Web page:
One of those books that took me a long time to read because I didn't want it to end. The protagonist is a delight--uneducated but always open to learning, judgmental but also quick to love and forgive, incisive about everyone around (and inside) her, and always and unrepentantly herself.

So often I ignore maps at the beginnings of books, but this one catches the eye; it's not a map of a world or a country or a city, but a single village, with a couple dozen houses (each named) and a handful of st
...more
Eric
Dec 07, 2008 rated it it was amazing
Another Tiptree Award winner for my book club. This is the story of what happens when the last city on Earth to get online is suddenly given a brief test for Air - a quantum information interface that effectively gives you internet access in your head. The main character, Mae Chung, is with a woman who is killed by the test, and ends up not only with a live and very enhanced version of Air still in her head, but also with the personality and the memories of the dead woman.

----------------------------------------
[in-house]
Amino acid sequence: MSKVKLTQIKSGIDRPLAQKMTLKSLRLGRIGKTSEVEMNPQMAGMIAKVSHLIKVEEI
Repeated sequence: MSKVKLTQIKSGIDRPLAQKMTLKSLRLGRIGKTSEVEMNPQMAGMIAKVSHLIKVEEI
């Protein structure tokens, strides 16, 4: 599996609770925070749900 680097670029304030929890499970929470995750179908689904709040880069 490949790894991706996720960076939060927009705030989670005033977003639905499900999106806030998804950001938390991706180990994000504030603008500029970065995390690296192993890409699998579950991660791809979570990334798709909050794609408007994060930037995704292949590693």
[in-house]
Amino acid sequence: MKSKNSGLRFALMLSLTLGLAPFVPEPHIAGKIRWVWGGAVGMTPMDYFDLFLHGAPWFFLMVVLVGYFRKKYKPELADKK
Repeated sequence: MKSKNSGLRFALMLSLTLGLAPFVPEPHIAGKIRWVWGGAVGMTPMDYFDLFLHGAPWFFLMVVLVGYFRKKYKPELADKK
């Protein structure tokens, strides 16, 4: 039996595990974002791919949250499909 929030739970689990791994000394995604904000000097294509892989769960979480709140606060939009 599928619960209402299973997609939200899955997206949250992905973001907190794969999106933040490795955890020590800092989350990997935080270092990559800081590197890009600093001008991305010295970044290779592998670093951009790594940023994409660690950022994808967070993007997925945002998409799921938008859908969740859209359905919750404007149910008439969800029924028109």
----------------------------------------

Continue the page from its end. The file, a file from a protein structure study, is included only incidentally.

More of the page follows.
The action takes place
...more
Vít
Nov 13, 2016 rated it liked it  ·  review of another edition
Shelves: science-fiction
Příběh z blízké budoucnosti, ze světa takříkajíc "online". Pomocí nové technologie jsou zapojovány do celosvětové sítě přímo lidské mozky, nejsou tak už zapotřebí žádná další zařízení, Ale jako každá nová technologie, i tahle má své mouchy.